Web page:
Alternate side parking is suspended through Wednesday.  Garbage and recycling collections will also be suspended.

Anyone with a heat or hot water problem should call 311.

At area airports, more than 4,000 flights were canceled on Monday.  All flights at LaGuardia are canceled Tuesday, and there will be only limited service at JFK.

Nearly every major airline in the U.S. and Canada is waiving change fees for customers flying to the Northeast.  The details vary by airline, with most allowing passengers flying to or through the Northeast to make one itinerary change without paying the standard change fee.

Air travelers should check with their individual carrier before heading to the airport.

Amtrak is warning riders about possible service disruptions.  To check on your reservation and any service changes, call 800-872-7245 or go online to

The snow postponed both the Knicks game at Madison Square Garden and the Nets game at Barclays Center on Monday.  The Knicks game has been rescheduled for March 3, while the Nets game is rescheduled for April 6.

The biggest snowfall ever recorded in New York City was 26.9 inches on February 11, 2006."...

"Andrew Cuomo says frequency of extreme weather, such as hurricane Sandy and current blizzard sweeping across north-east, ‘is a pattern never seen before’"

"Massive snowstorms such as the one sweeping into the US north-east on Monday are “part of the changing climate”,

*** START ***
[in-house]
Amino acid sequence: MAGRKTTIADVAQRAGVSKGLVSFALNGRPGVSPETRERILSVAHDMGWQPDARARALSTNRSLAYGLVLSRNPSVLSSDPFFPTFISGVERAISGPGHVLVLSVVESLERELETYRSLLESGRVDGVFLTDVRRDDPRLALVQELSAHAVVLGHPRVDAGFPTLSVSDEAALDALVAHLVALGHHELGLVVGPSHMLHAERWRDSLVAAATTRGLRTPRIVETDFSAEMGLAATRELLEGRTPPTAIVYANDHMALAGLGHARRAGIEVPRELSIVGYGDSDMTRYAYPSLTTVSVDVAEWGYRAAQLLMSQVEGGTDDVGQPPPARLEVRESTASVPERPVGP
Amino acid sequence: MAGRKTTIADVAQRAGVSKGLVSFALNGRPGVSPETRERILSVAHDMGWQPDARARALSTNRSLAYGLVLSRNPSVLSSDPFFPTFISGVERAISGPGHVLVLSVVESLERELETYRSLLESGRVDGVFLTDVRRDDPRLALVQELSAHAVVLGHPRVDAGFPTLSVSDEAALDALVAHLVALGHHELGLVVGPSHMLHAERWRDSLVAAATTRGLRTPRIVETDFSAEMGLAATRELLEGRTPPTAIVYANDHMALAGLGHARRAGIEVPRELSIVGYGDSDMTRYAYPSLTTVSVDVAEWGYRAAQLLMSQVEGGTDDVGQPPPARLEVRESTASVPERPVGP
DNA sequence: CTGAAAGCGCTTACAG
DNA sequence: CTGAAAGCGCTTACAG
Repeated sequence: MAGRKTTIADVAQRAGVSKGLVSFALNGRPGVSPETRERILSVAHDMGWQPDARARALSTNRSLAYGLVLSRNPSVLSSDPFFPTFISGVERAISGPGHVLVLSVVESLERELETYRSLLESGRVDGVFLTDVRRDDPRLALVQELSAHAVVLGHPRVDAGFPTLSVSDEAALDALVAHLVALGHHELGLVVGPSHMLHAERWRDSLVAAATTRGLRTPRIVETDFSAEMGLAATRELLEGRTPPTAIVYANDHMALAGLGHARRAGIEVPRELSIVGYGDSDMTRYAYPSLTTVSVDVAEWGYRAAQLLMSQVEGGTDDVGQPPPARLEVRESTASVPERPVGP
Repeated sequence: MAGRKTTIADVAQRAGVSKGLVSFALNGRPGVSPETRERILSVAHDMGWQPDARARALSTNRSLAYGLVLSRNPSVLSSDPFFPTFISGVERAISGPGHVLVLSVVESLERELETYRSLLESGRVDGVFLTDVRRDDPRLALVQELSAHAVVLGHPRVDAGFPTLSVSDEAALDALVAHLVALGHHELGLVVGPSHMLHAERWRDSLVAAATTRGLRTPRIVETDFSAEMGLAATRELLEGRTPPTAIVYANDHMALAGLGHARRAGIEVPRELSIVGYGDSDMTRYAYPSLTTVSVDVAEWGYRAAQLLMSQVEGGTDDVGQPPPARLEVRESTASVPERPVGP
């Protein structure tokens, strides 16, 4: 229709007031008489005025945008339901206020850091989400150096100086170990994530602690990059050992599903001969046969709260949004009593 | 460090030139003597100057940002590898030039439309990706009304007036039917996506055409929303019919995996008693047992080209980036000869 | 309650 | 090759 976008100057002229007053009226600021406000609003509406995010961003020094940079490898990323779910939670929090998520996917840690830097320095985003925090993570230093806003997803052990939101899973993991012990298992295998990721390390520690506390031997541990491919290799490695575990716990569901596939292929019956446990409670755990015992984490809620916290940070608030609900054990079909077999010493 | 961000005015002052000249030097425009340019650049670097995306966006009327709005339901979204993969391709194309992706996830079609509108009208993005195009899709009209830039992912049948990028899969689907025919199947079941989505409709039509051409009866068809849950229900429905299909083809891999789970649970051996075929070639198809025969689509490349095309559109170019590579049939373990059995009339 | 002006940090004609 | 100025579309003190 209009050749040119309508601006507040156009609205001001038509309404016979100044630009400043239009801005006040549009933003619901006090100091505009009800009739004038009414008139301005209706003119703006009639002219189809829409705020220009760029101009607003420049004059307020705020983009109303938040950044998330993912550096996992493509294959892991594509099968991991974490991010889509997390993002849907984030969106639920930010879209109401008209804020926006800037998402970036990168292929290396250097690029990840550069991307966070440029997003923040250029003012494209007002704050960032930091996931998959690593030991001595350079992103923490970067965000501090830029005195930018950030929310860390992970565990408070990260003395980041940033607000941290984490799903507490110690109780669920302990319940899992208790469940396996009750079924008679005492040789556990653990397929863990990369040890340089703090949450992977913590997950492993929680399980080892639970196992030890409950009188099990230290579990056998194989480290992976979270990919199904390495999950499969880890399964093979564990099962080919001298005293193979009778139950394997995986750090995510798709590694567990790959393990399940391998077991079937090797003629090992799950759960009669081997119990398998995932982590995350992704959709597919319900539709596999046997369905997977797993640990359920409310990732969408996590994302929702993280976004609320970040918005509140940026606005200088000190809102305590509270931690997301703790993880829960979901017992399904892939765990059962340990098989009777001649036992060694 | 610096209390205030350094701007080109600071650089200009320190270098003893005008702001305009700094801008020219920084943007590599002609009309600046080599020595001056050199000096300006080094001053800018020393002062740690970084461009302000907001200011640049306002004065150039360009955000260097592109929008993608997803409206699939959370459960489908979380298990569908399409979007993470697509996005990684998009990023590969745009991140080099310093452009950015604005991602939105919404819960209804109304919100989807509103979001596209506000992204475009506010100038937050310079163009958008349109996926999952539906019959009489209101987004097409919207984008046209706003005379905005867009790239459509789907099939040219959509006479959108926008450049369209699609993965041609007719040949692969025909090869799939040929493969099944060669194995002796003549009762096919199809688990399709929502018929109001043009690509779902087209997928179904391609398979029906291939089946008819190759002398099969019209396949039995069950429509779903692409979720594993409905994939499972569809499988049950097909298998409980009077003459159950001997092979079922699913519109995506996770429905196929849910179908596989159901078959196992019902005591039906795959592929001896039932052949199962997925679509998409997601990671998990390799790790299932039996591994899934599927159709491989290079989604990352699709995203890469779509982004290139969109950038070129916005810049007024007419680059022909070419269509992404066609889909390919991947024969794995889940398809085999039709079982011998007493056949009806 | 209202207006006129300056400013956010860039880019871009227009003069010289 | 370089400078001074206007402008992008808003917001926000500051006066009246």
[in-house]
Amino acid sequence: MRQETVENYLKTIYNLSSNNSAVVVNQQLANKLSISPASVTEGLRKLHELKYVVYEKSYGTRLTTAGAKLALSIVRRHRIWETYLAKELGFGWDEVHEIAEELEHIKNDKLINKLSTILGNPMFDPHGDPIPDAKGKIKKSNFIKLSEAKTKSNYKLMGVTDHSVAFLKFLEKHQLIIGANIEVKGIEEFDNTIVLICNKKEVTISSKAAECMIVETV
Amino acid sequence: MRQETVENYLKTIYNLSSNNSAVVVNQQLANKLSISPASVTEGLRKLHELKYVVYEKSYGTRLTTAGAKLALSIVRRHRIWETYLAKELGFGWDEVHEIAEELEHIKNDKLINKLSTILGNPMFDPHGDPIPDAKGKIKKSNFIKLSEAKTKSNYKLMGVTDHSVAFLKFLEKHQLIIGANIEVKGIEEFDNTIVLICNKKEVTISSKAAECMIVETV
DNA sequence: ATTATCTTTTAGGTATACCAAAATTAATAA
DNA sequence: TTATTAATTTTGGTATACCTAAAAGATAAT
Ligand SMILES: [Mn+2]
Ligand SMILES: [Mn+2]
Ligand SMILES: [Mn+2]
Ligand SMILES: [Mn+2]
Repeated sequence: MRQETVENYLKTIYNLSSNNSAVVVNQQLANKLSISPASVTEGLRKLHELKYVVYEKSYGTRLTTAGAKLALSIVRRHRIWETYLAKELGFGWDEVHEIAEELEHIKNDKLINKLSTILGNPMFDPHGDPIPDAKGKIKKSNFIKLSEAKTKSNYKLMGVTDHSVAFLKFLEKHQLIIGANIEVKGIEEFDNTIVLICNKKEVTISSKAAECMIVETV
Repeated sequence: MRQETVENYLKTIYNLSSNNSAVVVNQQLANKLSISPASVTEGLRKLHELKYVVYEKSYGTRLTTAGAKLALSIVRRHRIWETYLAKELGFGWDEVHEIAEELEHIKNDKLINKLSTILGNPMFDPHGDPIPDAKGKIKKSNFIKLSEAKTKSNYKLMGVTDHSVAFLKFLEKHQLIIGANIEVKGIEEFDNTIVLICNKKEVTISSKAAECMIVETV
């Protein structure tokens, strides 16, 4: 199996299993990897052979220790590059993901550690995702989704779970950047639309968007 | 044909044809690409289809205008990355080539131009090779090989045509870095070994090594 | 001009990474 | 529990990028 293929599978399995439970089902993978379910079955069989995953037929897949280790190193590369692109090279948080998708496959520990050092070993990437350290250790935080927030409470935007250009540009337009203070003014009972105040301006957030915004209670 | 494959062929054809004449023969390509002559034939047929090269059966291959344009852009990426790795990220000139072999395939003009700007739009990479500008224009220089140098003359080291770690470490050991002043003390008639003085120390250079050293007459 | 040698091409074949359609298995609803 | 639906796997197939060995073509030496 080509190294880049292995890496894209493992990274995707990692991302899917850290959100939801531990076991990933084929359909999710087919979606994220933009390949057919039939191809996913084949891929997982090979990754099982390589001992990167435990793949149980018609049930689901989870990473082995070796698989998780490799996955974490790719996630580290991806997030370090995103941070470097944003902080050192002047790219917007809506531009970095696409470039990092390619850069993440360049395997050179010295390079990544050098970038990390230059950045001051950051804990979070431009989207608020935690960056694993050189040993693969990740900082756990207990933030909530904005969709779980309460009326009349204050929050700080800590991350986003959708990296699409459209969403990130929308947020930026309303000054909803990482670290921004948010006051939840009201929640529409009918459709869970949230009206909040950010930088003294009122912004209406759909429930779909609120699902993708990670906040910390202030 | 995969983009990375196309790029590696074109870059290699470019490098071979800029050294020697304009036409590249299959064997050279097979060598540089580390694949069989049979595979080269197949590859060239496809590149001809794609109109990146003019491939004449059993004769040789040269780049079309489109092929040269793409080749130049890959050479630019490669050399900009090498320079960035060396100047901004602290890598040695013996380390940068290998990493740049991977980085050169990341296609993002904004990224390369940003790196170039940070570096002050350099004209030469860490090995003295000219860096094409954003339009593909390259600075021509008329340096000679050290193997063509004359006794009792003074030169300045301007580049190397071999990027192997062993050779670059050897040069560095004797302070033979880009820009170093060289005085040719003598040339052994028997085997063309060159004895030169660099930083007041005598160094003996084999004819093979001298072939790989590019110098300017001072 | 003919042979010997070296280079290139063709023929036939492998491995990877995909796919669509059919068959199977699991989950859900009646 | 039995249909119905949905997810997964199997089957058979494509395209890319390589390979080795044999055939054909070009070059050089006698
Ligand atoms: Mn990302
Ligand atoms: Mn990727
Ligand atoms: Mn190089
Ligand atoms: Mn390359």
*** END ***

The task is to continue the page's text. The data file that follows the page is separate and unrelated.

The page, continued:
New York’s governor, Andrew Cuomo, declared at a press conference announcing a state of emergency. 

Cuomo said on Monday that “there is a pattern of extreme weather that we’ve never seen before” – reiterating his comments in the wake of hurricane Sandy, when he said that “anyone who says there’s not a dramatic change in weather patterns is probably denying reality.”

“We have to find ways to build this city back stronger and better than every before,” the governor said in 2012.

Despite the protestations of climate change deniers that extreme cold weather must mean global warming is not real, a single storm cannot be taken as evidence of anything with regard to climate: weather is not the climate


But Cuomo was referring to how increasingly intense storms fit “a pattern of extreme weather” – and that pattern evinces the reality of climate change. As the globe continues to heat up over the long term – 2014 was the hottest year on earth since human beings started keeping records – more and more energy enters the atmosphere, charging it for extreme events.